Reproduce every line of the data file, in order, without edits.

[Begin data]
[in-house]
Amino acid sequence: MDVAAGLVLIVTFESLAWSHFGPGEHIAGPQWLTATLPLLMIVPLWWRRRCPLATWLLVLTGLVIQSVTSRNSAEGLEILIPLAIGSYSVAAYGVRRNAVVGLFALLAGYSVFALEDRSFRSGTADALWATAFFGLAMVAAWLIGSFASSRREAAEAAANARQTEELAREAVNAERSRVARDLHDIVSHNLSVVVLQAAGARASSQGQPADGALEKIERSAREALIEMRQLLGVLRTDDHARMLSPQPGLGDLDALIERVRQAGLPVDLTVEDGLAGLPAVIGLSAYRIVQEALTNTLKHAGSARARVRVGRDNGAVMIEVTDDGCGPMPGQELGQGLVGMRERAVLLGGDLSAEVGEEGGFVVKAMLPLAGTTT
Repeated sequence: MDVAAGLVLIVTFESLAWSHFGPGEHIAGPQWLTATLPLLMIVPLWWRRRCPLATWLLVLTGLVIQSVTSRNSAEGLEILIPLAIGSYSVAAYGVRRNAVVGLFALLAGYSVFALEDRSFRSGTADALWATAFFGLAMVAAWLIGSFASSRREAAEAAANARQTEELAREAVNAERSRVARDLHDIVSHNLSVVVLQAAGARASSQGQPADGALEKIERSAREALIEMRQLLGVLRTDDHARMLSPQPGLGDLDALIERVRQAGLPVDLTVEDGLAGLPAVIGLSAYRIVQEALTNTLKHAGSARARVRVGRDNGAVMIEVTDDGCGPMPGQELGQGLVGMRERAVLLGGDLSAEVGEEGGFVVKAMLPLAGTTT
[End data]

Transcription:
[in-house]
Amino acid sequence: MDVAAGLVLIVTFESLAWSHFGPGEHIAGPQWLTATLPLLMIVPLWWRRRCPLATWLLVLTGLVIQSVTSRNSAEGLEILIPLAIGSYSVAAYGVRRNAVVGLFALLAGYSVFALEDRSFRSGTADALWATAFFGLAMVAAWLIGSFASSRREAAEAAANARQTEELAREAVNAERSRVARDLHDIVSHNLSVVVLQAAGARASSQGQPADGALEKIERSAREALIEMRQLLGVLRTDDHARMLSPQPGLGDLDALIERVRQAGLPVDLTVEDGLAGLPAVIGLSAYRIVQEALTNTLKHAGSARARVRVGRDNGAVMIEVTDDGCGPMPGQELGQGLVGMRERAVLLGGDLSAEVGEEGGFVVKAMLPLAGTTT
Repeated sequence: MDVAAGLVLIVTFESLAWSHFGPGEHIAGPQWLTATLPLLMIVPLWWRRRCPLATWLLVLTGLVIQSVTSRNSAEGLEILIPLAIGSYSVAAYGVRRNAVVGLFALLAGYSVFALEDRSFRSGTADALWATAFFGLAMVAAWLIGSFASSRREAAEAAANARQTEELAREAVNAERSRVARDLHDIVSHNLSVVVLQAAGARASSQGQPADGALEKIERSAREALIEMRQLLGVLRTDDHARMLSPQPGLGDLDALIERVRQAGLPVDLTVEDGLAGLPAVIGLSAYRIVQEALTNTLKHAGSARARVRVGRDNGAVMIEVTDDGCGPMPGQELGQGLVGMRERAVLLGGDLSAEVGEEGGFVVKAMLPLAGTTT